What would happen if France holds a similar referendum like the Britain two years ago which caused the Brexit? The French, like fellow Britons, would “probably” vote to leave the European Union. That’s the bombshell coming out from the horse’s mouth – French President Emmanuel Macron during an interview.
Ever since United Kingdom delivered the surprising verdict to leave the E.U. bloc in 2016, no other elite members dare the risk of putting membership to a referendum. And with the latest admission by Macron, the world now realizes that the European Union isn’t as strong as some elite wanted the world to think. The E.U. is fragile and could crumble.
Speaking with the BBC’s Andrew Marr, President Macron said he believed Britain backed Brexit because “a lot of losers” of globalisation had “decided it was no more for them”. The French leader, however, hit out at former Prime Minister David Cameron for holding a referendum with a simple “yes / no” response on membership, instead of asking how to improve the situation.
Mr. Macron told BBC – “You always take a risk when you have such a referendum, just yes or no in a very complicated context.” Asked whether a Leave or Remain vote in France could have ended with the same result, Mr. Macron admits – “Yes, probably. Probably in a similar context. But our context was very different so I don’t want to take any bets.”
However, President Macron, a well-known supporter of European Union, added he would fight “very hard” to keep France in the EU if it were to hold a referendum on membership of the bloc. But he would probably do it rather differently, saying – “It’s a mistake when you just ask ‘yes’ or ‘no’, when you don’t ask people how to improve the situation and to explain how to improve it.”
For those who still hadn’t a clue or simply couldn’t accept the British Brexit, the French president offers his interpretation during the interview – “My understanding is that middle-classes and working-classes – and especially the oldest in your (Britain) country – decided that the recent decades were not in their favour.”
He said – “And that the adjustment made by both EU and globalisation – for me it was a mix of both of them – was not in their favour. And second I think one of the reasons was precisely an organisation of our EU probably which gets too far in terms of freedom without cohesion. Towards free market without any rules and any convergence.”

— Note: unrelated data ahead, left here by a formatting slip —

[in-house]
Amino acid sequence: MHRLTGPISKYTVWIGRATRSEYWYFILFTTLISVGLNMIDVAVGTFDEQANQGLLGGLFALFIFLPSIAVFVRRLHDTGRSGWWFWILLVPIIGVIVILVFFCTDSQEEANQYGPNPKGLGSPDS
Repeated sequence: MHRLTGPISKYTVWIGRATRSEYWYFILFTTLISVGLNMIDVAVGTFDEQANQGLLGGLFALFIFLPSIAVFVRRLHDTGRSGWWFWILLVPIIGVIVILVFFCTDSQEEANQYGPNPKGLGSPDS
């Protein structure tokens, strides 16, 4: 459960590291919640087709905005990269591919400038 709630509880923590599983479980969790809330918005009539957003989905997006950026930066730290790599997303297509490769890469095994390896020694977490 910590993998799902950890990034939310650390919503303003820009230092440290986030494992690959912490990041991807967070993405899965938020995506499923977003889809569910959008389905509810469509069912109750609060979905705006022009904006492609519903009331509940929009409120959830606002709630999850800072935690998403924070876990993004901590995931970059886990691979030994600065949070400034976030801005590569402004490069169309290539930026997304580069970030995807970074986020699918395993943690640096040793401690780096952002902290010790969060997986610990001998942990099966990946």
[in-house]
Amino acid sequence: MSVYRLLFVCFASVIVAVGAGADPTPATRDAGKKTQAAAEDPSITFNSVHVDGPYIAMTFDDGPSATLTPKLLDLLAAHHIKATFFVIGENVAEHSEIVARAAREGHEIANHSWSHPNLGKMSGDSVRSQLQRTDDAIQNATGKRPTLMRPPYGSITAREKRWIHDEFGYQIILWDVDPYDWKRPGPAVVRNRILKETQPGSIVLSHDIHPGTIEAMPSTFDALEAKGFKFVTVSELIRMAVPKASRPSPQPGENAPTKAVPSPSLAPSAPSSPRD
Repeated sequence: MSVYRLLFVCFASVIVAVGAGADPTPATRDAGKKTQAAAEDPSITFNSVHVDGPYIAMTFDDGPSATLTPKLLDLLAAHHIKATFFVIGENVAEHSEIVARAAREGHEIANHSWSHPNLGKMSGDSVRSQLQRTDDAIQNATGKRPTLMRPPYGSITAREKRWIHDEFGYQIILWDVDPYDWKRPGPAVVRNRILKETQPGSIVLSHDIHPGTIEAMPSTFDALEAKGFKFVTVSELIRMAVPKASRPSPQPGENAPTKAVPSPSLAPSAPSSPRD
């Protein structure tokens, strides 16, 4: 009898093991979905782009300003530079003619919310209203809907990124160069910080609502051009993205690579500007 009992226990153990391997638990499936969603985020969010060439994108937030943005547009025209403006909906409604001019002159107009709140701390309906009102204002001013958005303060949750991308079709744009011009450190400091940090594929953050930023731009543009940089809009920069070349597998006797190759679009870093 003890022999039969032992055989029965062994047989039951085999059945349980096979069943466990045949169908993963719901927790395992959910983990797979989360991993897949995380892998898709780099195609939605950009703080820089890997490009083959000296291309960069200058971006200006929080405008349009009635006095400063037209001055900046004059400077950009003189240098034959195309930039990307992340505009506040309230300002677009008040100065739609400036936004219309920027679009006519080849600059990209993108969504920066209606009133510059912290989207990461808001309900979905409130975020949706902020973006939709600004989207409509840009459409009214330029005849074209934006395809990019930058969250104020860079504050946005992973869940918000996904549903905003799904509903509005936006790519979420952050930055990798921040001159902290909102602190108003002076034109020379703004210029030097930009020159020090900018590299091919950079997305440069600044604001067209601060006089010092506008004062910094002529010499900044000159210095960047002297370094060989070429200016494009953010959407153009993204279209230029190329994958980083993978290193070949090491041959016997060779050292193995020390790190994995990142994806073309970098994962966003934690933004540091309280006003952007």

Mr Macron’s admission is not the first time he has warned that French voters might seek a “Frexit”. Shortly before being elected to the presidency last year, in which he came head-to-head with anti-EU, anti-migrants and right-winger Marine Le Pen, Macron told how people in France were impatient and so angry that the “dysfunction” of the EU was “not sustainable”.
Even as the favourite leading by 20% points in the French presidential election last year, Macron said – “I’m a pro-European. But at the same time we have to face the situation, to listen to our people, and to listen to the fact that they are extremely angry today, impatient and the dysfunction of the EU is no more sustainable.”
He also suggested during the BBC interview that Britain could get a special trade deal with the E.U. but only if the British plays ball – “This special way should be consistent with the preservation of the single market and our collective interests. And you should understand that you cannot, by definition, have the full access to the single market if you don’t tick the box.”
What this means is Britain must continue to contribute to the EU budget and accept free movement of people, goods, services and capital if the nation wants to maintain full access to the single market. He told BBC – “As soon as you decide not to join these preconditions, it’s not a full access.”
The last time the French people were allowed a vote on the European Union was when they were asked to vote for the European Constitution in 2005, with 55% of voters rejecting it. So, despite his pledge to work “very hard” to keep France in the EU, would he allow a referendum as long as he’s the French president? Most likely not.
After installed as the French youngest leader since Napoleon Bonaparte, President Macron has declared he will govern France like Jupiter, the Roman King of the Gods, shortly after officials told the media his thought process was “too complex” for journalists to understand. A message was sent when he summoned 925 lawmakers to the 17th century palace built outside Paris by Louis XIV – the “Sun King.”
Reuters reportedly said similar to a “Jupiterian” presidency, Macron plans to rule as a remote, dignified figure, like the Roman God of Gods. He had since threatened to overrule lawmakers with a referendum if they try to frustrate the “reforms” he wishes to impose on the legislature.
– Finance Twitter